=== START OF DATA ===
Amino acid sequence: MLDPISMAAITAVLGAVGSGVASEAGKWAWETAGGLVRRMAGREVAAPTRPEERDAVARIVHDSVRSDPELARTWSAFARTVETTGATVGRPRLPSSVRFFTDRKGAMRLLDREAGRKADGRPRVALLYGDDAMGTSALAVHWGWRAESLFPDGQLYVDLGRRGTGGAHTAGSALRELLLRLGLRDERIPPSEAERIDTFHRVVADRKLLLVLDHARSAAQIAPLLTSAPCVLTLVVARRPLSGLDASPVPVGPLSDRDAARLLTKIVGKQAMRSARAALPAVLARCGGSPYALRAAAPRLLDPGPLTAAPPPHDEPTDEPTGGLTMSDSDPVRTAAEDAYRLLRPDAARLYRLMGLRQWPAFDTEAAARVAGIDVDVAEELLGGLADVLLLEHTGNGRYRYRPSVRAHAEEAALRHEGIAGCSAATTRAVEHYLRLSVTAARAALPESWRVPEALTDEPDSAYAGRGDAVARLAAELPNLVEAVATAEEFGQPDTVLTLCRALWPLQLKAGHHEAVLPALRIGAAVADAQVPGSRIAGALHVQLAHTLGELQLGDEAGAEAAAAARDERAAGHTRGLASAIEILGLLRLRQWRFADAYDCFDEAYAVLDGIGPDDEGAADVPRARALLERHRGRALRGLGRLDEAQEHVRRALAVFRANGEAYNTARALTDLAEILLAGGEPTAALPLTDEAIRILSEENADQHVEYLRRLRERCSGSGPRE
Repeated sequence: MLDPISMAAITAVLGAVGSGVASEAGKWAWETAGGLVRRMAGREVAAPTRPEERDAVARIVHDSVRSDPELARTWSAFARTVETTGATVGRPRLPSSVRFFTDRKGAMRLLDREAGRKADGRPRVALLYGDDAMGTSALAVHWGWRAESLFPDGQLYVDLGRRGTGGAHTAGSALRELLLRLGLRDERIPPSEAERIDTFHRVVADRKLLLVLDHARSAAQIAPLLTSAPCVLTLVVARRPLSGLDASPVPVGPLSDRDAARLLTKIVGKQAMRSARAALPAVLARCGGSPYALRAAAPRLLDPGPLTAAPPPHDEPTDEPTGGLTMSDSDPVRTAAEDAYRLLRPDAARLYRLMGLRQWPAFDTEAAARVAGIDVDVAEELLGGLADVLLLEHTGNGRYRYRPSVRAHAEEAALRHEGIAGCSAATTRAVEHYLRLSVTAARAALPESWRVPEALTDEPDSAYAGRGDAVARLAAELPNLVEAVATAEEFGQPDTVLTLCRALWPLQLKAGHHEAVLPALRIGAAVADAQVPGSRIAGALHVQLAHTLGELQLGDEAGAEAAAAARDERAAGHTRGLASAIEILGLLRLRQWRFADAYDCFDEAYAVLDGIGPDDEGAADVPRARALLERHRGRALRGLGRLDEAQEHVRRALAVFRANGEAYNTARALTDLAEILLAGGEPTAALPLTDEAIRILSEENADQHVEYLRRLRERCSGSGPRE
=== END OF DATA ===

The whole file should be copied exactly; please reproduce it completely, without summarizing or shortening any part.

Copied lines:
Amino acid sequence: MLDPISMAAITAVLGAVGSGVASEAGKWAWETAGGLVRRMAGREVAAPTRPEERDAVARIVHDSVRSDPELARTWSAFARTVETTGATVGRPRLPSSVRFFTDRKGAMRLLDREAGRKADGRPRVALLYGDDAMGTSALAVHWGWRAESLFPDGQLYVDLGRRGTGGAHTAGSALRELLLRLGLRDERIPPSEAERIDTFHRVVADRKLLLVLDHARSAAQIAPLLTSAPCVLTLVVARRPLSGLDASPVPVGPLSDRDAARLLTKIVGKQAMRSARAALPAVLARCGGSPYALRAAAPRLLDPGPLTAAPPPHDEPTDEPTGGLTMSDSDPVRTAAEDAYRLLRPDAARLYRLMGLRQWPAFDTEAAARVAGIDVDVAEELLGGLADVLLLEHTGNGRYRYRPSVRAHAEEAALRHEGIAGCSAATTRAVEHYLRLSVTAARAALPESWRVPEALTDEPDSAYAGRGDAVARLAAELPNLVEAVATAEEFGQPDTVLTLCRALWPLQLKAGHHEAVLPALRIGAAVADAQVPGSRIAGALHVQLAHTLGELQLGDEAGAEAAAAARDERAAGHTRGLASAIEILGLLRLRQWRFADAYDCFDEAYAVLDGIGPDDEGAADVPRARALLERHRGRALRGLGRLDEAQEHVRRALAVFRANGEAYNTARALTDLAEILLAGGEPTAALPLTDEAIRILSEENADQHVEYLRRLRERCSGSGPRE
Repeated sequence: MLDPISMAAITAVLGAVGSGVASEAGKWAWETAGGLVRRMAGREVAAPTRPEERDAVARIVHDSVRSDPELARTWSAFARTVETTGATVGRPRLPSSVRFFTDRKGAMRLLDREAGRKADGRPRVALLYGDDAMGTSALAVHWGWRAESLFPDGQLYVDLGRRGTGGAHTAGSALRELLLRLGLRDERIPPSEAERIDTFHRVVADRKLLLVLDHARSAAQIAPLLTSAPCVLTLVVARRPLSGLDASPVPVGPLSDRDAARLLTKIVGKQAMRSARAALPAVLARCGGSPYALRAAAPRLLDPGPLTAAPPPHDEPTDEPTGGLTMSDSDPVRTAAEDAYRLLRPDAARLYRLMGLRQWPAFDTEAAARVAGIDVDVAEELLGGLADVLLLEHTGNGRYRYRPSVRAHAEEAALRHEGIAGCSAATTRAVEHYLRLSVTAARAALPESWRVPEALTDEPDSAYAGRGDAVARLAAELPNLVEAVATAEEFGQPDTVLTLCRALWPLQLKAGHHEAVLPALRIGAAVADAQVPGSRIAGALHVQLAHTLGELQLGDEAGAEAAAAARDERAAGHTRGLASAIEILGLLRLRQWRFADAYDCFDEAYAVLDGIGPDDEGAADVPRARALLERHRGRALRGLGRLDEAQEHVRRALAVFRANGEAYNTARALTDLAEILLAGGEPTAALPLTDEAIRILSEENADQHVEYLRRLRERCSGSGPRE